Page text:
January 28, 2022
By Kate Robins
Thirty-six years ago, on January 28, the Space Shuttle Challenger broke apart just 73 seconds after its launch at NASA’s Kennedy Space Center, killing all seven of its crew members. One of the crew members was Ronald E. McNair, PhD. A child prodigy, McNair was an accomplished musician, physicist, and fifth-degree black-belt karate champion. He was also first in his family to attend college, only the second African American in space, and the namesake of TRIO’s Ronald E. McNair Postbaccalaureate Achievement Program.
McNair had faced and overcome a life-long series of steep challenges to earn his long list of credentials. As a child in segregated Lake City, South Carolina, a librarian in a whites-only library called the police when he wanted to check out books. He prevailed and got the books. Although he was his high school class valedictorian, he had to go out of state to pursue his passions because white universities in South Carolina didn’t accept black students for their physics or engineering programs. That ended up being fortuitous as his success at North Carolina A&T State University led him to an advisor who encouraged him, despite his self-doubt, to apply to the doctoral program at Massachusetts Institute of Technology. There, the challenges continued to pile up. While at MIT, someone stole his bag containing two years of research and data. Calmly, McNair did not steer from his goals. He simply started over from scratch.
After his first space mission in 1984, McNair toured the U.S., speaking to school children about his code for success against all odds. His widow, Cheryl McNair shared these principles with attendees at COE’s 2020 Annual Conference session, Bringing the Dream to Live: The Legislative History of the Ronald E. McNair Post-Baccalaureate Achievement Program:
What is now known as the TRIO McNair program has overcome its own developmental challenges and setbacks. After the 1986 tragedy, Congress was renewing the Higher Education Act and considering changes to TRIO. Cheryl McNair said she was shocked when South Carolina Republican Senator Strom Thurman called her to propose naming the new TRIO program after her late husband in 1987. But the Reagan Administration had no interest in the new program. They considered it duplicative of an existing program and so it only existed on paper, without funding, for three years. In 1990 the entire TRIO community pressed Congress for language in the appropriations bill to fund the program — and these efforts prevailed. Fourteen initial programs were awarded funding for three years, conferences were held, a journal launched, and partnerships formed exponentially. Michael Jeffries, former McNair program director at University of Illinois said programs grew quickly “from 14 to 68, 99 and 156, with interest from the big 10 graduate schools, Ivy league institutions, Howard, Emery, John Jay, NYU and Columbia…”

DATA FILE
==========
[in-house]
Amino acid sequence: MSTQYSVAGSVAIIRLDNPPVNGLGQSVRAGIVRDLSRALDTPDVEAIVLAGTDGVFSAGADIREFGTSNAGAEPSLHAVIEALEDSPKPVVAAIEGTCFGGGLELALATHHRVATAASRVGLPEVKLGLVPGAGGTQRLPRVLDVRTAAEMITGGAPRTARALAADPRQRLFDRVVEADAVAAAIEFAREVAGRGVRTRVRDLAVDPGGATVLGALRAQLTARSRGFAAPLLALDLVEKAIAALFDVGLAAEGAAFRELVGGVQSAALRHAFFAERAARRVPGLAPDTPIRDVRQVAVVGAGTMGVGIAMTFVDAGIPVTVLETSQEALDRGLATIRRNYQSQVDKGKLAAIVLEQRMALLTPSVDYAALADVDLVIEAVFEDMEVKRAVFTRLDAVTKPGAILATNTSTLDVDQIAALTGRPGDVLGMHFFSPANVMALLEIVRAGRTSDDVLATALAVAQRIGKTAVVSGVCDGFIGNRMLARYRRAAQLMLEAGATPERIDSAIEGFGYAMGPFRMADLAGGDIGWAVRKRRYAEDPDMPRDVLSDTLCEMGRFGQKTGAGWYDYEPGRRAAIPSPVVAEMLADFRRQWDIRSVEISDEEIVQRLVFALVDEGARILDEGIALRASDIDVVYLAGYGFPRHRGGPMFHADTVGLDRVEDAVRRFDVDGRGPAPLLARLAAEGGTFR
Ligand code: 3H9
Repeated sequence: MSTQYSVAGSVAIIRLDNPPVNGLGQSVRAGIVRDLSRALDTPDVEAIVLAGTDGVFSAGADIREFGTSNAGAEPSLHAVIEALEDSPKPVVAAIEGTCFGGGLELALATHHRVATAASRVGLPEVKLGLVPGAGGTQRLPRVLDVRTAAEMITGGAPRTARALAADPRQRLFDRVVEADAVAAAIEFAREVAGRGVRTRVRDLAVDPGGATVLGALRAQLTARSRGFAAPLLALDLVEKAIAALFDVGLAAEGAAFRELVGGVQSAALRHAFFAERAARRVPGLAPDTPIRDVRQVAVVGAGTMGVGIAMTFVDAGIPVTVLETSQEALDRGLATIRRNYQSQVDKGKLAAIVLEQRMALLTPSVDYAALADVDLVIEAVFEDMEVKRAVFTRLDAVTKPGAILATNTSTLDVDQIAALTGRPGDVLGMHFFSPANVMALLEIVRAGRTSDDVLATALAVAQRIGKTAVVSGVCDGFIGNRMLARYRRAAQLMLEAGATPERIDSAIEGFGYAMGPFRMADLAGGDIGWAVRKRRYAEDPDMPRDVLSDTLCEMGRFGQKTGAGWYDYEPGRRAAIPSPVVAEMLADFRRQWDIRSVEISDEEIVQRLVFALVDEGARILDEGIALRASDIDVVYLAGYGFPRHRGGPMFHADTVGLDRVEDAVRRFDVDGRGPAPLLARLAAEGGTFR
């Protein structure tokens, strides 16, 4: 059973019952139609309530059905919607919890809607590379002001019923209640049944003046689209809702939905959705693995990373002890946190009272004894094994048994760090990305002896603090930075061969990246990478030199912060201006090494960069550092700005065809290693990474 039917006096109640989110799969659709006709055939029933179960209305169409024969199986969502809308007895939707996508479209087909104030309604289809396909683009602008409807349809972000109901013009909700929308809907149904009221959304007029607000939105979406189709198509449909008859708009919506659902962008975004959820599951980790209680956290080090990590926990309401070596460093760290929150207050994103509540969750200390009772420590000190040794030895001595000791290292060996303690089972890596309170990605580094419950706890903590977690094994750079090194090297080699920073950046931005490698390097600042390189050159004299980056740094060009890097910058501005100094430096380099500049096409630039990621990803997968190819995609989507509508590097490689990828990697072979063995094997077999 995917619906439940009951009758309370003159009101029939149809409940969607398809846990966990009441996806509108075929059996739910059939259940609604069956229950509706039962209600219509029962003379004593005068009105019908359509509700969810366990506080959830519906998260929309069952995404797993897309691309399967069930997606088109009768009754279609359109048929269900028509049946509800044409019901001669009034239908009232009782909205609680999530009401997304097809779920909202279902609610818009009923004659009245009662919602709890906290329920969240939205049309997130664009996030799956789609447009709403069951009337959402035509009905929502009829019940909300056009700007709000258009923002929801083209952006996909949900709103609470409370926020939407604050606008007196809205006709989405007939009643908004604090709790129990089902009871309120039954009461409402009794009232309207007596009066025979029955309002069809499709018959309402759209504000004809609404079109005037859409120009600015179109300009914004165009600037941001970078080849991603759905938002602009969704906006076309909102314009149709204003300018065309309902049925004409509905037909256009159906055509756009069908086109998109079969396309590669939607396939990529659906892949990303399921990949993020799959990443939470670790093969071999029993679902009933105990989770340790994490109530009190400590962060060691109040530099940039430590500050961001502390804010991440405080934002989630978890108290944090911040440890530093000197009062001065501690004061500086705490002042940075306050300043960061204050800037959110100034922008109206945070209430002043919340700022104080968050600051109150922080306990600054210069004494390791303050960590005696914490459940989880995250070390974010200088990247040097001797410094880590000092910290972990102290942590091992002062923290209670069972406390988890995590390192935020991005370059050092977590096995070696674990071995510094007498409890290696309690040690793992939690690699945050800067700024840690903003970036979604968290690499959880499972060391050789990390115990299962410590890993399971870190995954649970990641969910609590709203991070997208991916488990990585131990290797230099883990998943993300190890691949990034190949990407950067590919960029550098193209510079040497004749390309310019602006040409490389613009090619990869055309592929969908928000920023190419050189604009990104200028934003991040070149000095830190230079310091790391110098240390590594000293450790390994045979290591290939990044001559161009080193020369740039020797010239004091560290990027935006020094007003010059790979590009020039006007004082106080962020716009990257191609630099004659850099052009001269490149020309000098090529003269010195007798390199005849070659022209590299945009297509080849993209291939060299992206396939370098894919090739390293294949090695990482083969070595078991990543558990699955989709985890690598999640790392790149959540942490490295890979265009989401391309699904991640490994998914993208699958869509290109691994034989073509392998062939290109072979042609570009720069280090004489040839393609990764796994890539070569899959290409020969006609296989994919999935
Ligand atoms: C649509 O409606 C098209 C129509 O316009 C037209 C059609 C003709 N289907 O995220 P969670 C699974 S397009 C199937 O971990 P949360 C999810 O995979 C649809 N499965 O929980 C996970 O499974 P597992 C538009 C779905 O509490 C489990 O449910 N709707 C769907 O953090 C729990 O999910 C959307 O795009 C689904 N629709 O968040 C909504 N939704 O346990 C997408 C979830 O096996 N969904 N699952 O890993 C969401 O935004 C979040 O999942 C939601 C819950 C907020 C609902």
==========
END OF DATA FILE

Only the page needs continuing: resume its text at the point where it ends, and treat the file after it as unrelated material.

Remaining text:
But in 2012 the Obama Administration re-allocated $10 million away from the McNair program and shifted it to Upward Bound Math Science. Again the TRIO community launched a “all-out assault,” going to The White House, the Department of Education, and Capitol Hill. Unfortunately, the effort was not successful with the Democratic-controlled Congress. By the end of that appropriations cycle, there were fifty fewer programs and 1,400 few students with notable program losses at HBCUs — including McNair’s alma mater, North Carolina A&T. Although the Trump Administration initially proposed to cut the McNair program, along with Educational Opportunity Centers, congressional Republicans helped COE defeat the proposal in Congress and gave TRIO an overall $60 million increase.
In 2019, the McNair leaders established the McNair Association of Professionals (MAP) to support, empower and elevate the work of McNair students and programs. Inaugural MAP President, Cami Valdez, PhD., said, “That perseverance of Dr. McNair was so key and serves as an inspiration for our students.” Valdez, who worked at MIT, reminds us that Dr. McNair’s powerful presence continues to thrive at the institution and hinges on his undergrad counselor’s encouragement to apply. “He was intimidated by that place [yet] today his photo is blown up huge in the astronomy department.”